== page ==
Monthly Archives: June 2012

Poll: Can a school go paperless in the classroom?

I might be naive, but I think I could go paperless in my Jr. High/High School math classes…on the condition that each of my students has access to a tablet at school and at home.  I’d like to know what other teachers think, though.

Do other math teachers think my expectations are realistic?

What about science, social studies and communication arts teachers?

I wouldn’t expect practical and fine arts classes to go paperless, but would a tablet computer in the hands of each student be significantly beneficial?

Take my poll and if you have any ideas or experience, leave me a comment.

 

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Can a Tablet Replace a Textbook?

We’ve had a number of junior high and high school students using tablets for a full school year now, and I have lots of questions for those involved.  I would like to know how teachers and students feel about replacing textbooks with tablets.  I know that some schools use tablets in conjunction with textbooks, but I’m pretty sure that in order for tablets to be an economic possibility at my school, we would have to eliminate future textbook purchases.

Take a second to share how you feel.

Feel free to leave a comment if you need to elaborate.


What should my next tech purchase be?…

I like tech and I like school. My hobby is finding ways to incorporate tech in my classroom.  At the moment, I’m not using my tech to its potential.  I’m using a Toshiba Z835 ultrabook primarily for word processing and web browsing, and my Galaxy Note smartphone is basically just a PDA/camera.

My tech timing stinks.  After weeks of research and debating between a Windows PC and a Macbook, I bought a Windows PC (the Toshiba I mentioned earlier)…and within a few days, Apple announced iBooks Author.  iBooks Author is a free download from the Mac App Store and is only compatible with OS X 10.7.3 and higher.  I spent my entire spring break trying to run iBooks Author in a virtual machine.  After several unsuccessful attempts and a little research, I discovered that it’s impossible to run many Apple apps (iBooks Author, iWork, X Code) on a virtual machine like VMware and Parallels because they do not support Apple Quartz Extreme/Core Image (QE/CI) graphics acceleration technology.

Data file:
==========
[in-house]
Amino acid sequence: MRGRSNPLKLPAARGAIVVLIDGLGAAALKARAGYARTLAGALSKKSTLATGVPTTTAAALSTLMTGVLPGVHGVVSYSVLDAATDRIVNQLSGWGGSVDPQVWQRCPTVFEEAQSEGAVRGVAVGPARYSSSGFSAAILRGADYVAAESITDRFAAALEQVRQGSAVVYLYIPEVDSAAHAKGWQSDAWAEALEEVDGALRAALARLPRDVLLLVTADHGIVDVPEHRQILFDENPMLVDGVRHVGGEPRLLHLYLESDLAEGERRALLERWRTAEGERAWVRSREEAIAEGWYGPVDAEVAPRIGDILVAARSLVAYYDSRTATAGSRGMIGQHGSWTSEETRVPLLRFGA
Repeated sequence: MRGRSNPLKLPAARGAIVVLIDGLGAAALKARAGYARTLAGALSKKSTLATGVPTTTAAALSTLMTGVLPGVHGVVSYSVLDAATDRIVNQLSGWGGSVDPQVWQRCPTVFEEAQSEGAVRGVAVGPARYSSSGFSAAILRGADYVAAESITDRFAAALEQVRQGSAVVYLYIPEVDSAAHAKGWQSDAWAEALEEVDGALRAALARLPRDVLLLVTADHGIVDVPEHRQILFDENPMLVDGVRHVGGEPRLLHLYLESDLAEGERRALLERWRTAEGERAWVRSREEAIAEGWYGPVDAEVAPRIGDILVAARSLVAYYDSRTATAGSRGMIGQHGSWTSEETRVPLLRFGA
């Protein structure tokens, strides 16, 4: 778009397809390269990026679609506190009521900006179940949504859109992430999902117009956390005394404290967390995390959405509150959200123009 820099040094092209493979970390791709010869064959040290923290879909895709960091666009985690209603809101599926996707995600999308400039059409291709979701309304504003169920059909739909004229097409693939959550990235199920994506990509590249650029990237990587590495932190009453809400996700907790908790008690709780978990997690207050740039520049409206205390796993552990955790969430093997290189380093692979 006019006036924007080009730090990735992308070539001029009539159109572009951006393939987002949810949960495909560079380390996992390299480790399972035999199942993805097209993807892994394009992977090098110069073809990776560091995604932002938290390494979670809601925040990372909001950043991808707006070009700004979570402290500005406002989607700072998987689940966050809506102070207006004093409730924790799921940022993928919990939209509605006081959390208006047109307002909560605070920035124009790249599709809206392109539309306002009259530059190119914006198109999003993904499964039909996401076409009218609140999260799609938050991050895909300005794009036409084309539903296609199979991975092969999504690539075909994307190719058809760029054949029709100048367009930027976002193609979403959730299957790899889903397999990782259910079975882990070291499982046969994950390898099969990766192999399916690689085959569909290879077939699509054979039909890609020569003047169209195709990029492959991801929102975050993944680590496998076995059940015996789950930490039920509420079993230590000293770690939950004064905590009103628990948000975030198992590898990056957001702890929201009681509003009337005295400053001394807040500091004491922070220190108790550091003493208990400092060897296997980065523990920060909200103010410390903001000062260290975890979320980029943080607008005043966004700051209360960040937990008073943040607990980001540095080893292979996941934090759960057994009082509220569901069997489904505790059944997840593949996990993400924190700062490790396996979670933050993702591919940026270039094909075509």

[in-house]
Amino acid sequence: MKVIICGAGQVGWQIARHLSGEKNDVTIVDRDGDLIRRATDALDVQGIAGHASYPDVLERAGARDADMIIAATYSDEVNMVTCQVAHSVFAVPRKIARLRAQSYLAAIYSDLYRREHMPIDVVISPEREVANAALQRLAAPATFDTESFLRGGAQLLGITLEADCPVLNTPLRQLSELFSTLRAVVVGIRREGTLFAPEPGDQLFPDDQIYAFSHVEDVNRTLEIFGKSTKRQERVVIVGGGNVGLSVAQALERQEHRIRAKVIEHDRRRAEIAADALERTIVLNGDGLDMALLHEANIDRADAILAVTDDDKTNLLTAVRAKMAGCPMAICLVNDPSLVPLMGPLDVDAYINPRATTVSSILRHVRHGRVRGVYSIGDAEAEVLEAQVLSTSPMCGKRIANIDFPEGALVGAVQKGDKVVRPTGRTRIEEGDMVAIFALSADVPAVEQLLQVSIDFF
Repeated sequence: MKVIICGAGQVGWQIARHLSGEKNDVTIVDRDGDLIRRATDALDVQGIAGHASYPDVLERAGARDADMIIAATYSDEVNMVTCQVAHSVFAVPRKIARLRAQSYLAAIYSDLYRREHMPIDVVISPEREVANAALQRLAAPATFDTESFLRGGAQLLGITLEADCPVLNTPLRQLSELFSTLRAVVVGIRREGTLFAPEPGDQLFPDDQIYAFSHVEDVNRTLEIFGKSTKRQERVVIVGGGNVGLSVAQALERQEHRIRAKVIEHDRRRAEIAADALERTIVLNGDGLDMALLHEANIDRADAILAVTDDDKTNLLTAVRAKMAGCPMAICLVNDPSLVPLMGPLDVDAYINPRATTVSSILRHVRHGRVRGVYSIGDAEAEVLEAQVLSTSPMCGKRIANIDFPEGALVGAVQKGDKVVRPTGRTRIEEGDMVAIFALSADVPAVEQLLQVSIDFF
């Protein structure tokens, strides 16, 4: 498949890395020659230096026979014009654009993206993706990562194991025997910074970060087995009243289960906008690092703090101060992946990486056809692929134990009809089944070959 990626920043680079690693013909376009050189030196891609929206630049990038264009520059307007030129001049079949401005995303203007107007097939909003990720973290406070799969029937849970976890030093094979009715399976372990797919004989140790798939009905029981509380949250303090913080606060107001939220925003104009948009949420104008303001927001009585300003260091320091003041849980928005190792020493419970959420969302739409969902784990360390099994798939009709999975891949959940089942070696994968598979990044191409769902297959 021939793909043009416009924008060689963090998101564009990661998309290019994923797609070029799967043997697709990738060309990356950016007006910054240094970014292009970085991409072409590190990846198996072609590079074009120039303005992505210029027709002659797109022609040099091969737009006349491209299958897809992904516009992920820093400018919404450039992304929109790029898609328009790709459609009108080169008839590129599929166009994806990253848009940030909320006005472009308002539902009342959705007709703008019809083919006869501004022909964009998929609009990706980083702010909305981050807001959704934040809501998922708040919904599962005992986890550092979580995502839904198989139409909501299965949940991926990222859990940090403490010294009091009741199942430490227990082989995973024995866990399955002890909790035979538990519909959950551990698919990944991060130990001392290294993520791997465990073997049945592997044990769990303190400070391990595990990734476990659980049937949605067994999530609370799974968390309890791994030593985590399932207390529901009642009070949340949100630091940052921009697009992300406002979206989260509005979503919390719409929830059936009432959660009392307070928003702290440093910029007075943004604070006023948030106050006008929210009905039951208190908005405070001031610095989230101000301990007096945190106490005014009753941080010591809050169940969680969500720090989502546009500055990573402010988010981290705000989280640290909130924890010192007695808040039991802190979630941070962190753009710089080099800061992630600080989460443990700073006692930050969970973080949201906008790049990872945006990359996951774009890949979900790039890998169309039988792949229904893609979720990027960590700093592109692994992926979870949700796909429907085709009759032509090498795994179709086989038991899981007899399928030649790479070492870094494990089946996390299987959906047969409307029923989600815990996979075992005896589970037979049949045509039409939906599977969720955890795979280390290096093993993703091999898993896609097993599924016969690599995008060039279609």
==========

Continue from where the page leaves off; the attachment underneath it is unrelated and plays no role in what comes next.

I considered selling my laptop and getting an 11″ Macbook Air.  I want to be able to create my own interactive books and apps, but I decided that it’s just not practical at this point.  My school doesn’t have tablets for students yet, but I know it’s just a matter of time.

Rumors have resurfaced that Microsoft is working on an Office app for the iPad.  I used an iPad 2 for a while last year, but had to sell it when I couldn’t find a suitable app to us instead of MS Office.  These rumors piqued my interest, so I started doing a little research.  Even if the native MS Office app doesn’t pan out, I found a couple of interesting possibilities.

1) CloudOn

The Good – Gives you access to full featured Word, Excel, and Power Point.  The basic service is free and includes a couple of gig of storage on the CloudOn server.

The Bad – You must have 3G or Wifi access because the office suite is running on a remote server.  In order to have integrated Dropbox, you have to pay a monthly fee.

2)  Splashtop

The Good – Gives you remote access you your computer.  I have MS Office, Dropbox, SMART Notebook, and Exam View Test Generator that I use for school.

The Bad – I would only have access to my computer as long as I had internet access, but on a good note, since I would have access to Dropbox, I could view, edit, and even create docs with iWork on the rare occasions that I don’t have internet access.

One thing is for sure, I’m not making any major purchases until after Apple’s WWDC June 11-15.  I’m hoping to get info on the next iOS update and (cross fingers) a native MS Office app for iOS.